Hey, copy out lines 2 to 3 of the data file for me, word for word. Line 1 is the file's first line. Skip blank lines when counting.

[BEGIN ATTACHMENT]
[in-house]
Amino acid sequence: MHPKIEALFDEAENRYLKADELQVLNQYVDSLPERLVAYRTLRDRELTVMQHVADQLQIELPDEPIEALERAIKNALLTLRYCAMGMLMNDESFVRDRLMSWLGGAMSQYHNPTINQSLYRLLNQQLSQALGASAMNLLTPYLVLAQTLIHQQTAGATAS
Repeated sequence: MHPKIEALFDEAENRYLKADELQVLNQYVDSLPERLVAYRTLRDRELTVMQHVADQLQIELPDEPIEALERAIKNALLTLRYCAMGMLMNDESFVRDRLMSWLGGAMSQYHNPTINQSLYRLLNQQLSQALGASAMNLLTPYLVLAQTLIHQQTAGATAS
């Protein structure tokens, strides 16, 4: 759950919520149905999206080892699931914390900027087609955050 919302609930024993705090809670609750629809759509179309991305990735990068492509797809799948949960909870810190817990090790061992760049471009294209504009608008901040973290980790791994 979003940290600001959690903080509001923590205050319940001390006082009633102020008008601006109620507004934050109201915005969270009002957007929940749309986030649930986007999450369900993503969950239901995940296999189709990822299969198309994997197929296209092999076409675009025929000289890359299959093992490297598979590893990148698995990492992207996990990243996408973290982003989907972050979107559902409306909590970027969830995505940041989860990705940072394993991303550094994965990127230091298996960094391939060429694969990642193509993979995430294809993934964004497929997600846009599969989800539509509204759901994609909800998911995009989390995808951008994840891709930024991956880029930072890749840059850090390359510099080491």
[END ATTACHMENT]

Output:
Amino acid sequence: MHPKIEALFDEAENRYLKADELQVLNQYVDSLPERLVAYRTLRDRELTVMQHVADQLQIELPDEPIEALERAIKNALLTLRYCAMGMLMNDESFVRDRLMSWLGGAMSQYHNPTINQSLYRLLNQQLSQALGASAMNLLTPYLVLAQTLIHQQTAGATAS
Repeated sequence: MHPKIEALFDEAENRYLKADELQVLNQYVDSLPERLVAYRTLRDRELTVMQHVADQLQIELPDEPIEALERAIKNALLTLRYCAMGMLMNDESFVRDRLMSWLGGAMSQYHNPTINQSLYRLLNQQLSQALGASAMNLLTPYLVLAQTLIHQQTAGATAS